According to a 2014 survey, 79 percent of consumers say that over the next few years, they expect to use online resources for insurance purchases.The insurance industry tends to operate along traditional lines, and insurance companies with deep roots have been slow to adopt digital tools and business models. Outdated organizational structures and legacy technology have also impeded the rate of change. Meanwhile, other industry sectors, such as retail, banking and travel, are already staking their claims in tomorrow's digital landscape. The need for insurance hasn't diminished, however, so tech startups and young insurance firms are stepping into the gap and offering new digital alternatives to consumers who prefer to do their research and purchases online. The Insurance Information Institute reports that as of 2012, 3.1 million auto insurance policies were purchased online.
One of the larger changes online lately has been consumers' willingness to engage remotely in serious transactions. This trend extends beyond insurance; where once the limits of online financial decision-making for the typical consumer may have begun and ended with their checking account, opportunities for major financial decision-making online have proliferated vigorously. Even mortgage loans are now being offered in a "Push Button, Get Mortgage" format. Buying insurance online is a natural next step.
As consumers read reviews and study the pros and cons before making even minor purchases, they feel empowered by the vast trove of information available to them. Choosing the right level and type of insurance coverage depends very much on the individual's personal situation, as well as on local and state laws. Because of this complexity, empowered consumers will be seeking a clear understanding of their options. Furthermore, many of them want the chance to research their options without the distraction of interacting in person with an agent. Once they narrow their options and make a list of pertinent questions, most people still find value in speaking to an agent, but 83 percent of consumers would use the internet to research life insurance before purchasing a policy if they had the option, according to the Life and Health Insurance Foundation for Education (LIFE) Foundation and LIMRA. One-quarter of respondents noted that they would prefer to both research and purchase online.
A few examples of new insurers who are taking advantage of the openings left by traditional insurance companies to disrupt the industry include U.K. auto insurer Insure the Box and Oscar, a U.S. health insurer. You only have to visit Oscar's homepage to understand how the company has gained recognition for its easily navigated website and transparency with rates. Customers have demonstrated their eagerness for this kind of simple functionality when it comes to a complex decision, such as which insurance policy they should buy. According to a 2014 survey, 79 percent of consumers say that over the next few years, they expect to use online resources for insurance purchases.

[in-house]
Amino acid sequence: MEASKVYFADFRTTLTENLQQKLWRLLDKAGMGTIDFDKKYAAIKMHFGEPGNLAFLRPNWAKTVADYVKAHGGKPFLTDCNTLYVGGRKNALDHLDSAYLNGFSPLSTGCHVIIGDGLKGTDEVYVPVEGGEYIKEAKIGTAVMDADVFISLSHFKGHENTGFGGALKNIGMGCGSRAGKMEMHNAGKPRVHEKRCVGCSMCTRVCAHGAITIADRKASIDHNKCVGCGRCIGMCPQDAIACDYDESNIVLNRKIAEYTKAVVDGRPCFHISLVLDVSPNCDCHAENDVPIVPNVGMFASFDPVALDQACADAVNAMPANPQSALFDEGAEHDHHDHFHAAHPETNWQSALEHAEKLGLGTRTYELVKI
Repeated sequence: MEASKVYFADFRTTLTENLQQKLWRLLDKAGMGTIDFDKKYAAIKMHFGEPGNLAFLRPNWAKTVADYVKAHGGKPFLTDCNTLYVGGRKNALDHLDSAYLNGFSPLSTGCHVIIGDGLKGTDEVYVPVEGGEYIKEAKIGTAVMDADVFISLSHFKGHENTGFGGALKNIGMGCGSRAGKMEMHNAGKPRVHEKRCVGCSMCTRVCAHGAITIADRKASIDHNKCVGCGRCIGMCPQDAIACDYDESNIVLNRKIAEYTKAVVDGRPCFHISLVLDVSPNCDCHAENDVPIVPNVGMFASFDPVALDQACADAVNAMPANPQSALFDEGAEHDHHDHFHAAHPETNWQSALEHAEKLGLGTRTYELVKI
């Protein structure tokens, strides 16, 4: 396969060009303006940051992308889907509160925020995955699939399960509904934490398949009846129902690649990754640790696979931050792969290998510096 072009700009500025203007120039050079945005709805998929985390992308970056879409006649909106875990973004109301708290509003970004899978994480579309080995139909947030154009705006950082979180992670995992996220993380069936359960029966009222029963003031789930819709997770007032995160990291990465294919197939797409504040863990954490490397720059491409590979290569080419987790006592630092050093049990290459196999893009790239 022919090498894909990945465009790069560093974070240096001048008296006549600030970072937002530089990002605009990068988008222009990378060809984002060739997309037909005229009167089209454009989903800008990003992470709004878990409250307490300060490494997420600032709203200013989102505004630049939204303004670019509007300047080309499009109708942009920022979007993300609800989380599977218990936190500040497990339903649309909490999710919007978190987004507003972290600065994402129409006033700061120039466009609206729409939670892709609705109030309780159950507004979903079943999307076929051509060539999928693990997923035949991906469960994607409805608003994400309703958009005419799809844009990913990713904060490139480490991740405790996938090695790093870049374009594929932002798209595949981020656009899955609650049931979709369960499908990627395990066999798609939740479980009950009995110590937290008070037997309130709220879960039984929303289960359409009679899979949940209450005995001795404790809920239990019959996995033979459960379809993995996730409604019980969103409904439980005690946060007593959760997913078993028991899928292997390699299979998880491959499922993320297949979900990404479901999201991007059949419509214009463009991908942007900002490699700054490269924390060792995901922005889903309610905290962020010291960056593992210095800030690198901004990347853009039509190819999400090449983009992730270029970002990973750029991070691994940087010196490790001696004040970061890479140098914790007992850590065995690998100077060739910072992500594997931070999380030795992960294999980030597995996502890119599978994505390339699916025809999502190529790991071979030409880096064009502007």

Industry leaders within life insurance are taking notice and have begun to make major pushes towards digital transformation. For example, global insurance company MetLife has announced a major initiative to become more digital, and they are currently investing $300 million a year in their digital transformation.
In going digital, the goal is to allow the company to provide a more streamlined experience to their customers. MetLife plans to provide customers the same opportunities to have their questions answered through a smartphone or website as they would through dialing a call center. All ways of contacting Metlife, including social media, will be integrated into one omnichannel experience.
If you're still struggling to shape your digital strategy, you're not alone. Only 30 percent of insurers have a multi-year investment plan to support digital. A robust digital strategy has several specific components, and understanding these components will give you the confidence you need to invest in the digital transformation. Each individual part will fall into place, and the entire concept of going digital will shed its "black box" obscurity. Here are the major pieces you'll be looking at:
Meeting the needs and expectations of your customers is the driving reason behind going digital, so it makes sense to give this component the highest priority in your developing program. To some extent, the aspects of superior customer experience online are self-evident: intuitive navigation, clarity, an integration of information, and options that feel empowering and can also be personalized. Rolling out a new digital experience will also include collecting feedback from representative customers who express willingness to be part of a beta testing group.